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TC INSIGHTS: WHAT THE TECH ECOSYSTEM SCANDALS OF 2022 HAD IN COMMON
In addition to layoffs and the economic downturn in 2022, the African tech ecosystem was hit by a wave of scandals that shook the sector to its core. According to Benjamindada.com, there were six notable scandals that took place in the African startups, including Bento Africa, Flutterwave, Capiter, Kloud Commerce, Risevest, and Healthlane. While the details of each scandal were unique, there was a common thread running through all of them—a lack of adherence to best corporate governance practices.
According to a survey by the African Private Equity and Venture Capital Association (AVCA), 62% of African tech startups did not have a formal board of directors, and 73% did not have an independent director. Additionally, only 26% of startups had a written code of ethics, and only 32% had a formal process for reporting ethical concerns. These findings underscore the urgent need for African tech startups to prioritise sound corporate governance practices.
The prevalence of founder-led companies in the ecosystem have also contributed to a culture that makes it easier for founders and executives to engage in unethical activities without checks and balances. This particularly because most early-stage startups focus on building products and securing funding while often overlooking sound corporate governance practices. Ndubuisi Ekekwe, chairman of Tekedia Capital, believes corporate governance is not just about checklists. “It’s rather a culture where founders, investors, and employees understand the importance of accountability and ethical behaviours to ensure long-term success.”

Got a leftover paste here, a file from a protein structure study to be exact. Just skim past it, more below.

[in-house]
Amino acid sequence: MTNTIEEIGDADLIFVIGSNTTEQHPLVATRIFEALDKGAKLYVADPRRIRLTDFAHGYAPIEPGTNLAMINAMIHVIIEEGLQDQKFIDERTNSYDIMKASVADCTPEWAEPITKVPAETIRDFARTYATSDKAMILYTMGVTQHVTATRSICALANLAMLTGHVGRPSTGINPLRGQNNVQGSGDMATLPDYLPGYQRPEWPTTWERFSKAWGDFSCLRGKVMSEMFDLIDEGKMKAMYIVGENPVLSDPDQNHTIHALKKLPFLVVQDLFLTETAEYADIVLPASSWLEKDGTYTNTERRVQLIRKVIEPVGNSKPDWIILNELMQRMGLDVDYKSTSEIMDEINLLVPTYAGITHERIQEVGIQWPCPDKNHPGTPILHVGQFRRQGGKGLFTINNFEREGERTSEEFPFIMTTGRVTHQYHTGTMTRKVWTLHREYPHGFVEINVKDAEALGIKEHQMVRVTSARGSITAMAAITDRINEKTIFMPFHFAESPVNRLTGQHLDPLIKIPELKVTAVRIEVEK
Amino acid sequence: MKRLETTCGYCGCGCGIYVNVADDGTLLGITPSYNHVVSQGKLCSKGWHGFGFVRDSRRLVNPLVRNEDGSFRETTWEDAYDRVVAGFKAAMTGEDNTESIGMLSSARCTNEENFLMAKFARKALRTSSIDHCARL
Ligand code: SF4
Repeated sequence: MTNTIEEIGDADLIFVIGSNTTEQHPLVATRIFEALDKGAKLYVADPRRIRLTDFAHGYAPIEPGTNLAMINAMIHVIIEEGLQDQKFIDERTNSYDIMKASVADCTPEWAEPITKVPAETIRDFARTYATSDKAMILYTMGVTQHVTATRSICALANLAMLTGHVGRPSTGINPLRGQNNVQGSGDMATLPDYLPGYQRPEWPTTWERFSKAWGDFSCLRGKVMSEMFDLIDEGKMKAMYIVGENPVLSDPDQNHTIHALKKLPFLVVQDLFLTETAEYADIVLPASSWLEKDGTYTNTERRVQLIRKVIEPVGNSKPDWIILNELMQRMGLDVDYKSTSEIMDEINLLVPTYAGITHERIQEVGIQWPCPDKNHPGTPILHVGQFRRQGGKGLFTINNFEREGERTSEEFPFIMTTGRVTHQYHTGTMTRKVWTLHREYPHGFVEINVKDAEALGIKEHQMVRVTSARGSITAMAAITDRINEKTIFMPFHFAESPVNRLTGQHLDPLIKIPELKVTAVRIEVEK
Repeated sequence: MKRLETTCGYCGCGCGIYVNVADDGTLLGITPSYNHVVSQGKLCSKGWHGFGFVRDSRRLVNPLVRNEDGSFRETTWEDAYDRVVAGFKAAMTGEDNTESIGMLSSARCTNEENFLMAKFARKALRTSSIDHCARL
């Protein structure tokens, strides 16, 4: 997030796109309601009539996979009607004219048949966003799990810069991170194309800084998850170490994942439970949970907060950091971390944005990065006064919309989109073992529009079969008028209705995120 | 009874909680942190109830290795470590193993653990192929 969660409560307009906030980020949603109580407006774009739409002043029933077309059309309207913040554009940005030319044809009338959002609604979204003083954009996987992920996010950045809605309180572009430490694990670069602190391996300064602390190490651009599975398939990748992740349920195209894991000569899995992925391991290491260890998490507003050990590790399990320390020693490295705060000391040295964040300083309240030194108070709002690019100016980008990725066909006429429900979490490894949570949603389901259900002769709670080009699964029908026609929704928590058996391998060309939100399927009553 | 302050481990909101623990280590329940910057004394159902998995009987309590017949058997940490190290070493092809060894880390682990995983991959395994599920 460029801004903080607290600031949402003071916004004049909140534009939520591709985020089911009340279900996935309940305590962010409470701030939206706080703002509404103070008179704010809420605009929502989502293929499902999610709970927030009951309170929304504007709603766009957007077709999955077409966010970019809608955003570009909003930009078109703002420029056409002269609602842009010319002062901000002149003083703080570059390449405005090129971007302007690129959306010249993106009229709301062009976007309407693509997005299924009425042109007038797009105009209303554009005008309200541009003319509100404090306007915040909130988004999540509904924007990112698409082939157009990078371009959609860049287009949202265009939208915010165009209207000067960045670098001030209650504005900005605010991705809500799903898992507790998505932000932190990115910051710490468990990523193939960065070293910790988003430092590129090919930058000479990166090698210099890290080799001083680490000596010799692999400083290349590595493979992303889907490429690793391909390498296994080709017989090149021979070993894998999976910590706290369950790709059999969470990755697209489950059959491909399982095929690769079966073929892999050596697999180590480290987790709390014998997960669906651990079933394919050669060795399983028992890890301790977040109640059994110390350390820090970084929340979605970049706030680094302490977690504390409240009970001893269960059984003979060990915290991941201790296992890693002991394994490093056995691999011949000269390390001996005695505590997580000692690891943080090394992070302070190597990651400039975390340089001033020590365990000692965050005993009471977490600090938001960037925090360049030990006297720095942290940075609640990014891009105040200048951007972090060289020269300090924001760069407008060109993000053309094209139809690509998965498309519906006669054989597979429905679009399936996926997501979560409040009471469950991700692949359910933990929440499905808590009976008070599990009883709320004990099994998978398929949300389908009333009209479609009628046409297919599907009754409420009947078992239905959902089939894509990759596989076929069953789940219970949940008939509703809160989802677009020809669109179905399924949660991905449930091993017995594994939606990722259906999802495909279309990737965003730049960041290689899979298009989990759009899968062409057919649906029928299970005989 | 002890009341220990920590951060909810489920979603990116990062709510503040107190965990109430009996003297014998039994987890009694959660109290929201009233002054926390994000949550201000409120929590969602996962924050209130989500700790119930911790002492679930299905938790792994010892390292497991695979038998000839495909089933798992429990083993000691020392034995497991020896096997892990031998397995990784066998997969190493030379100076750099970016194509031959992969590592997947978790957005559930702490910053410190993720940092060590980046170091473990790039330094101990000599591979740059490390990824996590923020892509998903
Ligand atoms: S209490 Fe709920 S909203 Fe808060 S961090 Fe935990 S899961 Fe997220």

Investors also have a role to play by prioritising companies that demonstrate a commitment to sound corporate governance beyond achieving returns or a substantial exit. “Investors need to be more diligent in conducting due diligence on potential investments and should not shy away from removing themselves from problematic startups rather than working to ensure founders in their portfolio behave ethically,” Eghosa Omoigui, managing partner at EchoVC Partners, noted.
In conclusion, the scandals in the African tech ecosystem serve as a wake-up call for the sector to prioritise establishing corporate governance structures. By also implementing formal codes of ethics and clear policies for reporting ethical concerns, startups can build trust with their employees and stakeholders and reduce the risk of scandals. Ultimately, a strong commitment to corporate governance will help to build a more sustainable and trustworthy African tech ecosystem.